“The earth is utterly broken,
the earth is torn asunder,
the earth is violently shaken.
20 The earth staggers like a drunkard,
it sways like a hut;
its transgression lies heavy upon it,
and it falls, and will not rise again.” (Isaiah 24:19-20 NRSV)
In 2010, a massive earthquake hit the island of Haiti. Haiti has no building codes, and so construction standards are low. For example, concrete was often watered down in construction to keep costs low—sometimes in desperate circumstances, and sometimes to make extra money for the contractors. The damage to buildings from the quake would have been extensive in the best of circumstances, but in Haiti, it was catastrophic. Afterwards, engineers stated that it was unlikely that many of the buildings would have stood through any kind of disaster. Many people were left homeless, infrastructure was decimated, and shortages of fuel and drinkable water were made more extreme.
When natural disasters hit, there are often voices that say that they are God’s way of punishing the people who live in a certain place. But as we look at the pictures, we wonder what the innocents who are often the ones suffering could possibly have done to deserve such suffering, and we know that it can’t be that simple.
What these disasters will do, however, is shine a light on the sinfulness of humanity, and often bringing to light the ways in which we do not live as God would have us live. The shine lights on the greed of shoddy construction and price-gouging merchants. This demonstrates the inequality between those with the means to leave the area and those who are forced to stay and hope for the best. They point to the ways in which we have not cared for the world.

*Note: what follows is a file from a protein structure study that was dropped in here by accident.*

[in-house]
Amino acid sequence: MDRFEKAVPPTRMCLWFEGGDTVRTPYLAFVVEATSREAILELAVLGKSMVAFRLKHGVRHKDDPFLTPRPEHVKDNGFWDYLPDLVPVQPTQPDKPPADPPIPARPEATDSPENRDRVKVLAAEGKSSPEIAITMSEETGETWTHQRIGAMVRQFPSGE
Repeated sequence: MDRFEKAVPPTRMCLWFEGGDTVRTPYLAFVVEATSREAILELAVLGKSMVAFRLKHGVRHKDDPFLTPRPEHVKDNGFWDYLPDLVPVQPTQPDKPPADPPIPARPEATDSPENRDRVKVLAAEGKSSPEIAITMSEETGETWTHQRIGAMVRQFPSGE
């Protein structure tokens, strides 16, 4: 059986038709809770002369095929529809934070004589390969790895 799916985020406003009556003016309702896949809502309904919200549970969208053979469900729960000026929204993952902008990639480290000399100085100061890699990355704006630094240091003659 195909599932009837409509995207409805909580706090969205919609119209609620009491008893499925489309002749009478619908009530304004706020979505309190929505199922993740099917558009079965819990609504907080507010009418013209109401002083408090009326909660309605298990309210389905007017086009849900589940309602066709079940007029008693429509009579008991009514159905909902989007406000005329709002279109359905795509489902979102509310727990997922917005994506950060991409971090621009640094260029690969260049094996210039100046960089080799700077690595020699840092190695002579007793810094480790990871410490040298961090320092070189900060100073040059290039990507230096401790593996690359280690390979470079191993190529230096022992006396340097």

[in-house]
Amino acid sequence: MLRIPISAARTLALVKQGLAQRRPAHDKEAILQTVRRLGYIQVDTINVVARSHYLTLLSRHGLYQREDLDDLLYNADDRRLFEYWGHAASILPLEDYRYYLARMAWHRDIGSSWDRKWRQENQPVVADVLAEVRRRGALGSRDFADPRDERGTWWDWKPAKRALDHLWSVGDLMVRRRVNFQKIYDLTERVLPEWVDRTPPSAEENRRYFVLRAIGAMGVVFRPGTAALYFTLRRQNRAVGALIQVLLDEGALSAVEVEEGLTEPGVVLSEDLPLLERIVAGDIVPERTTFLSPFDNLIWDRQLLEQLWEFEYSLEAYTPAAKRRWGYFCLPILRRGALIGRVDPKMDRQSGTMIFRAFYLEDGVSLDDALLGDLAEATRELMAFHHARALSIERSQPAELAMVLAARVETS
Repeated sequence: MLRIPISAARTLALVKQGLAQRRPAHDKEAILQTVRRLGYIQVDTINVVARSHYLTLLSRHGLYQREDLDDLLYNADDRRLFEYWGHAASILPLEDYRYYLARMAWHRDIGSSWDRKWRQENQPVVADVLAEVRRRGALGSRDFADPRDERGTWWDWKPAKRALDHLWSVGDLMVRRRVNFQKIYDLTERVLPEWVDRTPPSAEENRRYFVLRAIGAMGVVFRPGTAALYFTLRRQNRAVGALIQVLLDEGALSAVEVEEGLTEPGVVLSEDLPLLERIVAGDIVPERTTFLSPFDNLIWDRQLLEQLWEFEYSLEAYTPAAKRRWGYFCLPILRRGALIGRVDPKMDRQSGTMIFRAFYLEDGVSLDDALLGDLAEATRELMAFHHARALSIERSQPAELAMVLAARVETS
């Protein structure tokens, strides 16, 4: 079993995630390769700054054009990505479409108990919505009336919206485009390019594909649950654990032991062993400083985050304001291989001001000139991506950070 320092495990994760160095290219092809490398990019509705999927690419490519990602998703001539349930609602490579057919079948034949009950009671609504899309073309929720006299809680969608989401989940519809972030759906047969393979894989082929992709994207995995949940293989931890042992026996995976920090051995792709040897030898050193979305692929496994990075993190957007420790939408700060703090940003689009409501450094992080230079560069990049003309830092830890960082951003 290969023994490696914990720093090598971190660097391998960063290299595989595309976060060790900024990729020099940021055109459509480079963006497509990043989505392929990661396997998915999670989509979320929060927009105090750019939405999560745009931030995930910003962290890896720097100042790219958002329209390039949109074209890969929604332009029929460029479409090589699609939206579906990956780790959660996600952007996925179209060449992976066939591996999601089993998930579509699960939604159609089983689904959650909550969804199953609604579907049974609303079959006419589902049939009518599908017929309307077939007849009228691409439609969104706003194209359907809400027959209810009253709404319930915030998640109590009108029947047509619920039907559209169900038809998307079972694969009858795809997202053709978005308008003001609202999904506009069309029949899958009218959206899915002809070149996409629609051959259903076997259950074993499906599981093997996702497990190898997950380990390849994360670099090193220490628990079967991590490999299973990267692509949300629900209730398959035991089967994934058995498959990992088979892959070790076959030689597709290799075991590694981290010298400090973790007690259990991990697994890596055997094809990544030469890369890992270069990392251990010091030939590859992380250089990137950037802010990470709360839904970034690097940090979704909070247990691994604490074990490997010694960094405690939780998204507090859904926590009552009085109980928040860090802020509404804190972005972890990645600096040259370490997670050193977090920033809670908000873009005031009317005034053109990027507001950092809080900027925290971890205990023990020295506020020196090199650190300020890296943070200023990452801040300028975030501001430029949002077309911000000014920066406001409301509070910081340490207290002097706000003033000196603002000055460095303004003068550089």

Scripture tells us that the earth is broken, and we need to take a hard look at the ways in which that brokenness is caused—not by the anger of a vengeful God, but by the brokenness of a sinful humanity. Disasters are not God’s will for the world, but they are a part how God created the world.
“Then the moon will be abashed,
and the sun ashamed;
for the Lord of hosts will reign
on Mount Zion and in Jerusalem,
and before his elders he will manifest his glory.” (Isaiah 24:23 NRSV)
The reality that creates the disasters are not God’s will for the world, and we see in these moments those glimpses of the world being exactly as God would have it be. When God’s people serve and help those who are in need—the cup of cold water or the cup of hot coffee; the rescue boat on the water or the search team digging through the rubble; the church that sets up as a shelter or the congregation sending funds to assist—these things can become the very manifestation of the glory of God in the world.
Whatever the disaster, whatever the horror, whatever we face, may we hold to the truth that God so loves this lost and broken world that God gave an only son to live in it, love it, and save it.